49ers

Campaign puts Trump on Aiyuk hurdle after hospital discharge

49ers

President Donald Trump's re-election campaign tweeted a video of Trump as 49ers rookie wide receiver Brandon Aiyuk leaping over a defender, seemingly to celebrate the president's discharge Monday from Walter Reed Medical Center, where he had received treatment for COVID-19 since Friday.

Trump's campaign team superimposed the president's face onto Aiyuk in a video of the rookie hurdling Philadelphia Eagles safety Marcus Epps during a 38-yard touchdown run in the 49ers' loss Sunday night. They placed an illustration from the Centers for Disease Control and Prevention showing the coronavirus' ultrastructural morphology onto Epps, seemingly implying that the president had overcome COVID-19 mere hours after the president's physician told reporters that the president will continue to take an experimental antiviral drug for treatment.

The video also showed Aiyuk, with Trump's head atop his, dancing in the end zone before cutting to ITV News footage of an anti-Trump protestor screaming "No" during the president's 2017 inauguration.

Twitter disabled playback of the video Monday night following "a report from the copyright owner." It's not clear whether Twitter was describing the NFL, ITV News or another party.

Trump returned to the White House on Monday following his weekend stay at Walter Reed, immediately taking off his mask for a photo opportunity on the balcony. He didn't wear a mask when greeted by White House staffers who did before recording a video he tweeted out Monday night.

 

The CDC's guidance says that masks help prevent sick people from spreading the virus to others. They also say those who are "severely ill" with the virus could need to quarantine for nearly three weeks.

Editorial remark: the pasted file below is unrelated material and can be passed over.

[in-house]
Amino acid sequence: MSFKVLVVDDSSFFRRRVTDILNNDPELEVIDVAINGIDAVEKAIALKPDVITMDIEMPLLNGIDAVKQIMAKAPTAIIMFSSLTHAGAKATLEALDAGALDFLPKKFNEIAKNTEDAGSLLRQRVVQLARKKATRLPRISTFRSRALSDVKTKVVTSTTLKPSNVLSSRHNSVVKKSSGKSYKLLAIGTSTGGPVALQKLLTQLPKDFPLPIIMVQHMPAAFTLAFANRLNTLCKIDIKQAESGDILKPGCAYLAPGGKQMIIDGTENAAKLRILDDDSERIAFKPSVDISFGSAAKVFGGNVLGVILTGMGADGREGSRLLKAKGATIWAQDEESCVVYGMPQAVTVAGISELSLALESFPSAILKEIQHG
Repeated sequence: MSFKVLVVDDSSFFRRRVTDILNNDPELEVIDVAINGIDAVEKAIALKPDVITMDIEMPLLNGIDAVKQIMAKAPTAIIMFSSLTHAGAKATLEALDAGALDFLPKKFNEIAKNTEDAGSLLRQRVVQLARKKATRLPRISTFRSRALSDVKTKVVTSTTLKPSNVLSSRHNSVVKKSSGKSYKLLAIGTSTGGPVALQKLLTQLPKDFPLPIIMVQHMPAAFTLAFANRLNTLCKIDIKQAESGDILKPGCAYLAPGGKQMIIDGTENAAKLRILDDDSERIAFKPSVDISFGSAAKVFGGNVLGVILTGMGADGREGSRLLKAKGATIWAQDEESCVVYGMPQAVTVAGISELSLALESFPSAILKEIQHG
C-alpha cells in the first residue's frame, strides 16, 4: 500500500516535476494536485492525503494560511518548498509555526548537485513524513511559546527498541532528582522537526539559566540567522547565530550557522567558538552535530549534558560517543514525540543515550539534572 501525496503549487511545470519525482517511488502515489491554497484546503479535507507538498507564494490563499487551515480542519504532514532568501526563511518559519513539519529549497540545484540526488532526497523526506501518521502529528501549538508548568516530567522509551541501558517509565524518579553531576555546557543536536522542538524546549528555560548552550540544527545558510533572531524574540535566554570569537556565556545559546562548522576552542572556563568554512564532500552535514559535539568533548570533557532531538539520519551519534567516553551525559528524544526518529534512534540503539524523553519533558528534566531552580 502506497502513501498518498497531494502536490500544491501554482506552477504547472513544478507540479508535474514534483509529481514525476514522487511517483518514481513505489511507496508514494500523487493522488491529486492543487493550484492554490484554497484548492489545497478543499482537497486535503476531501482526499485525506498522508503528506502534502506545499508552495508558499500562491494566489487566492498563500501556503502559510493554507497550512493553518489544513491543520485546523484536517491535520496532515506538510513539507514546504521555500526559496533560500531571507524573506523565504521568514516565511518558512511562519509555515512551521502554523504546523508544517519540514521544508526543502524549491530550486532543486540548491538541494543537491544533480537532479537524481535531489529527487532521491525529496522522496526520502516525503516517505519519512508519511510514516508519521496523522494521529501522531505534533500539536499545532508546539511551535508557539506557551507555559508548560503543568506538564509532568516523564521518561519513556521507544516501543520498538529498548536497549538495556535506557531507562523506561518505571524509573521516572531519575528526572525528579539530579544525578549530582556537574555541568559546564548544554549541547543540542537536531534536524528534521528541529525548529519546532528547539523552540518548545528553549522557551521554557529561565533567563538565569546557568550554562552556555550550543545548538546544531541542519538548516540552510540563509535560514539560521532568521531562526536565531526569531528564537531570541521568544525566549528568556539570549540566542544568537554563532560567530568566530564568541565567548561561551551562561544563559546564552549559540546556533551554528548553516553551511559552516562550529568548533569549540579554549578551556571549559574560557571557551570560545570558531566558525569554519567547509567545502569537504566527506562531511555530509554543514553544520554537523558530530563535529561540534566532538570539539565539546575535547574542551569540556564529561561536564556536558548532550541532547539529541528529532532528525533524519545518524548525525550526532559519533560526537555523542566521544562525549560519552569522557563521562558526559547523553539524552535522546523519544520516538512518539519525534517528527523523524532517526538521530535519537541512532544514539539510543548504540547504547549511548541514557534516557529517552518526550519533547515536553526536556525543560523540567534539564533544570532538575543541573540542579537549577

Scott Conley, the president's physician, wouldn't confirm to reporters Monday when the president last tested negative for COVID-19. Conley said Trump will continue to take remdesivir, and the doctor said he couldn't discuss the results of the president's chest X-ray while citing health privacy laws.

The president was flown and admitted to Walter Reed on Friday, a day after tweeting that he and First Lady Melania Trump had tested positive for COVID-19. Conley told reporters on Sunday the president was undergoing a steroid therapy typically used for severe cases of the virus. That same day, Trump briefly left the hospital to wave to supporters from a car, and it was unclear what, if any, precautions were taken to limit the virus' further spread. The president abruptly tweeted Monday that he would return to the White House at 6:30 p.m. ET, and Conley told reporters that he and his team had advised reporters that it was safe for the president to do so.

"Though he may not be entirely out of the woods yet, the team and I agree that all our evaluations, and most importantly, his clinical status, support the president's safe return home," Conley said.

Eleven people with ties to the president have tested positive for the virus, according to NBC News. At least nine people who attended federal appeals Judge Amy Coney Barrett's Supreme Court nomination in the Rose Garden on Sept. 26, including the Trumps, have tested positive.

In announcing Monday that he would return to the White House, the president tweeted "Don't be afraid of Covid. Don't let it dominate your life." He echoed a similar message in the video of his return to the White House. Over 211,000 people in the United States have died of the coronavirus, and nearly 7.5 million people have had confirmed cases, according to state officials and NBC News.

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Aiyuk's touchdown went viral on social media a night before the president's campaign team used it to promote Trump's return to the White House. Prior to the game, Aiyuk sat on the 49ers' bench during the playing of "The Star-Spangled Banner."

In 2017, the president said NFL owners should "get that son of a b---h off the field" if they didn't stand during the national anthem. Just this August, Trump said he hoped that the NFL season wouldn't start during the still-ongoing pandemic if players weren't standing for the anthem.

 

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